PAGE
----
Yang-yang is a French-Taiwanese mix. She has never seen her French father. She does not speak a single French word. Her mum has re-married but she has been very lonely. She started working ... See full summary »
Travelling is always the best way to encounter true stories. Ming-Hsang, a deaf, decided to cycle around Taiwan before graduating from the college. This film, lasting for 100 minutes, ... See full summary »
On the same day, in the same accident, Wei loses his pregnant wife and Ming her fiancé. In Buddhism, one is given 100 days to mourn for the dead. Like two mice lost in a labyrinth, Wei runs... See full summary »
Kar Yan Lam,
Bryan Shu-Hao Chang
The "Winds of September" are the wind of Hsinchu, a strong wind that visits the county and city between September and November. Lin Shu Yu's semi auto-biographical debut, produced by Eric ... See full summary »
Jennifer Chia-Ching Chu
Life is tough in a big city. Especially for a young Taiwanese photocopy clerk, whose recent breakup haunts him day in and day out. But like all urban romance he soon meets the eccentric ... See full summary »
It was delightful to see the revival of Taiwanese Cinema in these couple of years, but I have to say regretfully that there weren't many which still left me strong aftertastes a few months later. The problem is that I can't recall if there was any sincerity in the storytelling. Mostly, they felt like products which tended to arouse the sympathy of the audience through demonstrating the tragedies in the present society. They probably needed to be known, but the intentional purpose itself sadly made the products feel cheesy. I really hate to judge films from my own country, especially as a heavy movie buff, but I feel that I should express how I truly feel instead of only telling the good sides.
However, this debut by the new filmmaker Hou Chi-Jan feels a lot different. The producer Zoë Chun-Jung Chen, the screenwriters Hou and Kelly Yuan-Ling Yang are all first-timers. Only the film editor Liao Ching-Song and the sound engineer Tu Du-Che are the veterans from the Taiwanese Cinema New Wave in the 80's. So this is a nearly new-blood creativity that I was happy to see, and it was even beyond my expectations.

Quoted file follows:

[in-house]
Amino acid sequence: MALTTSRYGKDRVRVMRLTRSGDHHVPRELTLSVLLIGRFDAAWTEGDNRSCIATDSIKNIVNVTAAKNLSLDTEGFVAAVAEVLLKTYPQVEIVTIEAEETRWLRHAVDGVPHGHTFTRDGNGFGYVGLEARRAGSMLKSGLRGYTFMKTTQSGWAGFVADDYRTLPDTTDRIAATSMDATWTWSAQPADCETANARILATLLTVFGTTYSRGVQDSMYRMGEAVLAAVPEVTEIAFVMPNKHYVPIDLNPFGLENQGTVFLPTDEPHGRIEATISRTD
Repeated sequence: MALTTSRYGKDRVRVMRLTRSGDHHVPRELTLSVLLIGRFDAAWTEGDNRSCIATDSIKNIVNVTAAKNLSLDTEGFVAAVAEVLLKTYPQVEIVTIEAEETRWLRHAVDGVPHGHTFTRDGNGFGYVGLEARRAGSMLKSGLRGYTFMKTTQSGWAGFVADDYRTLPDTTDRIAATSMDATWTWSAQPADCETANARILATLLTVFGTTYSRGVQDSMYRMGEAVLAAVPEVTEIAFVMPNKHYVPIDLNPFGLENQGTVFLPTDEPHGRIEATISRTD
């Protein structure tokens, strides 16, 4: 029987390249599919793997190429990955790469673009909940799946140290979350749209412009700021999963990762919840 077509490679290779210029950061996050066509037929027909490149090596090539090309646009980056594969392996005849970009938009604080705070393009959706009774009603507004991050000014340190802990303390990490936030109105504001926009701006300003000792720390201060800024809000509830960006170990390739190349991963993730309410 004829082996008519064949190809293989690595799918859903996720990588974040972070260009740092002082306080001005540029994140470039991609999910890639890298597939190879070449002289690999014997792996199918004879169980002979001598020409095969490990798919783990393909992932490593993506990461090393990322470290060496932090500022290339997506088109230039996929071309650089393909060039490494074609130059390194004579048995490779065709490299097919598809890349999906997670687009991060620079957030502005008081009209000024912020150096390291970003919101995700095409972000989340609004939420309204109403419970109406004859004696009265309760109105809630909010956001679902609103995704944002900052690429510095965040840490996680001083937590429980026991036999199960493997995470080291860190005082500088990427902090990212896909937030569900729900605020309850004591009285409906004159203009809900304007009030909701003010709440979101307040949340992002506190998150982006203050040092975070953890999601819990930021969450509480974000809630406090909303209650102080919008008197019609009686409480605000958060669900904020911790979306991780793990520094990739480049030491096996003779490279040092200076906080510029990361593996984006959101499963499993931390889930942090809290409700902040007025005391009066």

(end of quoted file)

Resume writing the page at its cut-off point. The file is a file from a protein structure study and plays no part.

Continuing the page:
The story is about a girl meets a boy on a ship to the satellite island of Taiwan called Jin- Men(means Golden Gate literally), but it's not just a love story as it appears to be. When something strange happens, the girl was left along with the boy and an Indian who comes out of nowhere in the ship. As she feels like being stuck in a nightmare, the boy confirmed it. So what happened beforehand or will happen afterward start to be revealed interactively.
Easily, the mysterious and tense scene in the ship reminded me of David Lynch, and it makes perfect sense since this is a story intensively related to dreams. The sudden cuts and distant shots also reminded me of the new Palme d'Or Thai director Weerasethakul. Thankfully, it's not a rough imitating which it could easily turn out to be, but an idea that borrowed from the skills and still kept the filmmakers' creativity. Most of all, I was very glad to feel the earnestness I could hardly get from the new films of my own country. Even it has no big scales like a few other big hits do, it simply surpasses them with this important fact.
Dreams have always been something filmmakers are fascinated about but not really often seen in Taiwanese films. After being highly noted by the realism built up by veterans such as Edward Yang and Hou Hsiou-Hsien, who notably is the executive producer of the film, that inherited the Italian masters like De Sica and Rossellini, I believe it's about time to transfer the homage to the other equally divine Italian masters like Fellini and Antonioni and show the world the diversity of Taiwanese Cinema. It's neither the best Taiwanese film nor a perfect film having said that, but it's surely a huge first step.
13 of 19 people found this review helpful.
Was this review helpful to you?
| Report this